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Down Syndrome is a chromosomal abnormality (one extra chromosome) which manifests itself in mental retardation and certain physical characteristics. In addition, Down Syndrome babies develop slower than other children and may suffer from heart defects and other conditions. Of particular concern to physiotherapists is the fact that these children do not achieve physical milestones, such as crawling and walking, at the same rate as other children.
Children with Down Syndrome exhibit hypotonia or low tone. This is lack of tension in the muscle in its resting state. The child feels “floppy” when you hold him and his head turns to one side when you place him on his back. Hypotonia makes it difficult for the child to maintain and develop gross motor skills at the same rate as typical children. At Oakridge Physiotherapy , we would prescribe and monitor a variety of exercises to increase muscle tone and strength. Placing the child in different positions on a therapy ball and having him/her reach for a toy can strengthen neck, back, stomach and pelvic muscles, which would aid in the development of gross motor skills. Exercises to improve posture and balance as well as strength and endurance are part of the physiotherapy for Down syndrome program.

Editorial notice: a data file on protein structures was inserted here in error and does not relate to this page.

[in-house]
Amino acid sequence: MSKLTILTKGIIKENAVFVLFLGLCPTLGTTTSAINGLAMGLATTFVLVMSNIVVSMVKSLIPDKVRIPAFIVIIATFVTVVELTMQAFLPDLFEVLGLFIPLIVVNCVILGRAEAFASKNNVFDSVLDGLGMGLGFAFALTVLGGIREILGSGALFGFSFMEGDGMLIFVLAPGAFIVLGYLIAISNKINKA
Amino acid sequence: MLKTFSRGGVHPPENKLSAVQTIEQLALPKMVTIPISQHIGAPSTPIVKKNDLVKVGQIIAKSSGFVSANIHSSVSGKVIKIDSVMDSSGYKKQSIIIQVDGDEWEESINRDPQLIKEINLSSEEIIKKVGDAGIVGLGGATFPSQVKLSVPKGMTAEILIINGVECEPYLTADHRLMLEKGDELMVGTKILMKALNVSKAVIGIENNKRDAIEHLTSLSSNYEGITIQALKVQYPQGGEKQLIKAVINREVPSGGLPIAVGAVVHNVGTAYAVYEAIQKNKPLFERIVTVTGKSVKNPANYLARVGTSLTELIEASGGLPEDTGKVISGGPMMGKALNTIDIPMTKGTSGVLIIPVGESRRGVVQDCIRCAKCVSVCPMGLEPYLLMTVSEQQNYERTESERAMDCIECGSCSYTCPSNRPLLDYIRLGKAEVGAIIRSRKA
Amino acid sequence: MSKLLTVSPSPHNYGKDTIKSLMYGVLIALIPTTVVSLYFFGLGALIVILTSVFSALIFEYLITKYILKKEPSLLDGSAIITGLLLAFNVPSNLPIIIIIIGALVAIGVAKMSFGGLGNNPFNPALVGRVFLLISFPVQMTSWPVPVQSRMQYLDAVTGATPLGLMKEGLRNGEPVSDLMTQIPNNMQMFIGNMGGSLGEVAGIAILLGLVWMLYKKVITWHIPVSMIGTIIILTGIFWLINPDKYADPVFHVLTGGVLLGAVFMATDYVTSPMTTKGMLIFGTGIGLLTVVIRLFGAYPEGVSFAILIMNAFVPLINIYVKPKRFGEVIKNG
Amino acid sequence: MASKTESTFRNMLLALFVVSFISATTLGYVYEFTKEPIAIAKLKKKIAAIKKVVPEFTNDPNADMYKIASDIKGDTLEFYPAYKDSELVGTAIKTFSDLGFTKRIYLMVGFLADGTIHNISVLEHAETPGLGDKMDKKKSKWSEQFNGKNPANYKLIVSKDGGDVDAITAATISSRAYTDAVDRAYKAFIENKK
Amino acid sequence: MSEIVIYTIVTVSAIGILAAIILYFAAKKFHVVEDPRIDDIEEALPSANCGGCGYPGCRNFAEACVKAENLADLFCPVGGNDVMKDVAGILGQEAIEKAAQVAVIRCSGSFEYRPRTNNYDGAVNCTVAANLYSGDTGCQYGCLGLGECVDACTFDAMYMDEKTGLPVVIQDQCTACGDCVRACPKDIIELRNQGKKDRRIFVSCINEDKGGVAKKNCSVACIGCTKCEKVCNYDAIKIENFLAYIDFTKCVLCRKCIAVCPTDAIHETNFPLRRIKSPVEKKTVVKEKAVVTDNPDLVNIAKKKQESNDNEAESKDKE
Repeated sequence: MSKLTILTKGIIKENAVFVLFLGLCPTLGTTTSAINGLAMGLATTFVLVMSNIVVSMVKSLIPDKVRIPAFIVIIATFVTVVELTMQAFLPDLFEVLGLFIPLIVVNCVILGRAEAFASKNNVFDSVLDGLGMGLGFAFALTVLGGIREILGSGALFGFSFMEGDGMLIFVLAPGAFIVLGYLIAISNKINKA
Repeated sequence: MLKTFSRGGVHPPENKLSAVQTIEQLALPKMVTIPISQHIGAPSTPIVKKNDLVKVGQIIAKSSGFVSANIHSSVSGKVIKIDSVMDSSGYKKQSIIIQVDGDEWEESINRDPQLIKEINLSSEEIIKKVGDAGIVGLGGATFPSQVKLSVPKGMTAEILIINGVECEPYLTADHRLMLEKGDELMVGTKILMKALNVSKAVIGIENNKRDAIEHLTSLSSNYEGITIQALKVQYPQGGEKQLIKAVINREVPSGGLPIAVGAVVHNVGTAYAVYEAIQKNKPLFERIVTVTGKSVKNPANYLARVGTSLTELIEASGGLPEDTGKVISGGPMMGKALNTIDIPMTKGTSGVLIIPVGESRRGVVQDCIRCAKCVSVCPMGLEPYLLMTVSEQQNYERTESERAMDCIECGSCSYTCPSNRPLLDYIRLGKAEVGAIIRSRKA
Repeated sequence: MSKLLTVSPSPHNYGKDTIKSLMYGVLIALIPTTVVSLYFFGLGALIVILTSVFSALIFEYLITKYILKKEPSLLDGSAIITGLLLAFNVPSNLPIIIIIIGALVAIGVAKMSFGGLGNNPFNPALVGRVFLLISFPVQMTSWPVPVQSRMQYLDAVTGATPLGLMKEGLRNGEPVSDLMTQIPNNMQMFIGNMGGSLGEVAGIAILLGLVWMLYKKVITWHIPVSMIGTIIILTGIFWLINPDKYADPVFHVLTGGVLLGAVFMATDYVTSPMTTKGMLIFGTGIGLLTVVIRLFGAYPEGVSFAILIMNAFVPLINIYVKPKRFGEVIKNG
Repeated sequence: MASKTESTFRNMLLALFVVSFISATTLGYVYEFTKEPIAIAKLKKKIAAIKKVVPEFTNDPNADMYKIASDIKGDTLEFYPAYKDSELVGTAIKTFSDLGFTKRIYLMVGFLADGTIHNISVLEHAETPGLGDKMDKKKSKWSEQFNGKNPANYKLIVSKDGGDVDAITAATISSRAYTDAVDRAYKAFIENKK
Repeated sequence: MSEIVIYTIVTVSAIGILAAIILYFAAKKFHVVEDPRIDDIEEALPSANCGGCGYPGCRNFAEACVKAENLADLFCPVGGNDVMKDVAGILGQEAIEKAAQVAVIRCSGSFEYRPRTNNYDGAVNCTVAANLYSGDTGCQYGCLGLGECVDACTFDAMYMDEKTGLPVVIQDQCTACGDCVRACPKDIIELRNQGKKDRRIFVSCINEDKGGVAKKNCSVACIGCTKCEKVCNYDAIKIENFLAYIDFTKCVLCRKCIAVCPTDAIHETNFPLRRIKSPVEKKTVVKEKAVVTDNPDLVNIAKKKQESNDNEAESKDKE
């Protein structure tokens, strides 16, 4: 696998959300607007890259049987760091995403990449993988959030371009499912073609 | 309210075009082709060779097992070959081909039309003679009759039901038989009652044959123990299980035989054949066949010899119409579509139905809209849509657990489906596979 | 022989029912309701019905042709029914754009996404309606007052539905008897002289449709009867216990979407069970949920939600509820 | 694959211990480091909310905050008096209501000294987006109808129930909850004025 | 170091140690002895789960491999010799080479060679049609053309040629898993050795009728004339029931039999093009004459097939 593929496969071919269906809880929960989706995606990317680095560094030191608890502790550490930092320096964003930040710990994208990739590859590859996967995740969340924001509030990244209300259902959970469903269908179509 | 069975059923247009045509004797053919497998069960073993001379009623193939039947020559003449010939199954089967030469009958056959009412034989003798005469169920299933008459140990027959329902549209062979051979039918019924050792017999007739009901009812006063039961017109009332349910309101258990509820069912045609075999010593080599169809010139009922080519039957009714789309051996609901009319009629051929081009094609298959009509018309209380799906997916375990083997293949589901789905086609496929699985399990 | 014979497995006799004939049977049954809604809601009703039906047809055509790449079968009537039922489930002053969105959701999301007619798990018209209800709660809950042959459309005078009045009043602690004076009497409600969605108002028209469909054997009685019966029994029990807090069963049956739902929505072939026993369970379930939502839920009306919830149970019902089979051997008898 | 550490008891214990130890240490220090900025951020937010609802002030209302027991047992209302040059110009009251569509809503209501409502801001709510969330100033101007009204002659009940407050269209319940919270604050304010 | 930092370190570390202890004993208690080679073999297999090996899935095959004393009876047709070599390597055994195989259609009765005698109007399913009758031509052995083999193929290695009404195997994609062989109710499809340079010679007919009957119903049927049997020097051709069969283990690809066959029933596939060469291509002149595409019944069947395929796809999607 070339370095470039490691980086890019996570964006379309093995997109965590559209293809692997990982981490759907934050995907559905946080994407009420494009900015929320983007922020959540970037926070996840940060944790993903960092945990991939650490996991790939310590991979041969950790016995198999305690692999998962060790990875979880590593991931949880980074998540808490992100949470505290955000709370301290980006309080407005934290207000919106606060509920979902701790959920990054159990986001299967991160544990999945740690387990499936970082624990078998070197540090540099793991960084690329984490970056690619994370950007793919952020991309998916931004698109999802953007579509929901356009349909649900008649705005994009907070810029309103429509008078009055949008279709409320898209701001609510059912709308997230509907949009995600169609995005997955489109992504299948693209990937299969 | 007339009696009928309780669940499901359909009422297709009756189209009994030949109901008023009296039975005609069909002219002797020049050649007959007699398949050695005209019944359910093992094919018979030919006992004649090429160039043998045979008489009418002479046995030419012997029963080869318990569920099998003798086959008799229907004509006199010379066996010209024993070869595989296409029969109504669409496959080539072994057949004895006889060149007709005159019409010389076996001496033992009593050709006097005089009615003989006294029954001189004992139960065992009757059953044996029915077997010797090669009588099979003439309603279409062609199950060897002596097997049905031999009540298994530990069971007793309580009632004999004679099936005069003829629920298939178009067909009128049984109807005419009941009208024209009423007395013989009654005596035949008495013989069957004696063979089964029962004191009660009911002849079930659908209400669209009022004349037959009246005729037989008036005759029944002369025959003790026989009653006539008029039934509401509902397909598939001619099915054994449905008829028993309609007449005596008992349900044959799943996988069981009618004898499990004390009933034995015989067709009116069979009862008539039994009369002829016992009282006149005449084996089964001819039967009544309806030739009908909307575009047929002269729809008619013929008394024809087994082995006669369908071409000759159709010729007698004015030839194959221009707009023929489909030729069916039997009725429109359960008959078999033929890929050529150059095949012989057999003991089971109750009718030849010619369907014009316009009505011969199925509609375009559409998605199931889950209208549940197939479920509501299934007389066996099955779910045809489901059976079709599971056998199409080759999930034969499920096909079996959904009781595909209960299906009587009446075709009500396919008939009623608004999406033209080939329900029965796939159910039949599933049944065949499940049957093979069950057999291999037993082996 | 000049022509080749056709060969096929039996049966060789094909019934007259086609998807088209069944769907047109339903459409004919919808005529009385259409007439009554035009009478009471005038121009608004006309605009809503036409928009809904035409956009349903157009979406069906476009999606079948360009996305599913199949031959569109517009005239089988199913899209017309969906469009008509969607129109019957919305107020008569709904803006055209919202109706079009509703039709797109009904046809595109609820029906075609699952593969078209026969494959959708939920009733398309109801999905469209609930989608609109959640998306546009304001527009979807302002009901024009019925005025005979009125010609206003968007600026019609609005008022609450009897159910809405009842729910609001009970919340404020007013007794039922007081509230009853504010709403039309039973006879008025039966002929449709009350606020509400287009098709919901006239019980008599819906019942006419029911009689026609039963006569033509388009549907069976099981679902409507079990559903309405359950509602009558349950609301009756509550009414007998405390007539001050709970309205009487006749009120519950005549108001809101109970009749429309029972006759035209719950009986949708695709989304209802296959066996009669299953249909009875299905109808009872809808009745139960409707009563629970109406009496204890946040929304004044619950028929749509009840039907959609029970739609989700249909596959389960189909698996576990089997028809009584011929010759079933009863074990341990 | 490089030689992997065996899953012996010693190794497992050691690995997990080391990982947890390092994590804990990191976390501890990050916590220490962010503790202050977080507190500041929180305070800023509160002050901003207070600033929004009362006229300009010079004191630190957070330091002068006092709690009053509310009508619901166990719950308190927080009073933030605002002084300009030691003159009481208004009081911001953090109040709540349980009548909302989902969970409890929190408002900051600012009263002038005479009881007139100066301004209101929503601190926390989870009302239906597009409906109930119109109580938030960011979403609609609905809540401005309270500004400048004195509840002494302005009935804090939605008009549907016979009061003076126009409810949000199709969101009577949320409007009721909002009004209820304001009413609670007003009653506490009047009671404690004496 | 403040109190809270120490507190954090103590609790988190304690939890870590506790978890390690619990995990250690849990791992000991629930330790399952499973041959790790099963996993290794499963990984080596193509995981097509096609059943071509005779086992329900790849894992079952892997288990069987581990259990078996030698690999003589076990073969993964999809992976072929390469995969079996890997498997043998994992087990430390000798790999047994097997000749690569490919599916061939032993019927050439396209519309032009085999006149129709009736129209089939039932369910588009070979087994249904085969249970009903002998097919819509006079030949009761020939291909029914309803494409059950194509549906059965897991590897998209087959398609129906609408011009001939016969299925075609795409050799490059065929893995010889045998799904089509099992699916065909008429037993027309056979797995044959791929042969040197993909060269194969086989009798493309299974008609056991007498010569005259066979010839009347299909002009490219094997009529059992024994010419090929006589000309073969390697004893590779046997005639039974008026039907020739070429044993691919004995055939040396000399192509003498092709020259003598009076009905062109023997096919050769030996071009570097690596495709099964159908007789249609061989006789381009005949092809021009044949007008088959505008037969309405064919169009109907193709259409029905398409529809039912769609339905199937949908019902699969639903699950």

Decreased muscle strength in the legs contribute to poor posture and balance. Some children may lean to one side to compensate for weakness on the other side, or they may lock their knees to help them in standing. Problems with jumping, hopping and alternating feet when walking up or down stairs are common. Graded exercise and practice can build muscle strength and prevent the child from developing these compensatory patterns, which can lead to orthopedic problems in adolescence or adulthood.
At Oakridge Physiotherapy, we aim to make treatment enjoyable for the Down Syndrome child as well as the parent. Colourful balls, bolsters, swings, scooter boards and other apparatus are used to entice the child to participate. Parents are taught how to work with the child at home and to learn along with him/her, thereby encouraging parent-child bonding. With proper intervention and exercise, a child with Down Syndrome can lead a life of fuller physical function.
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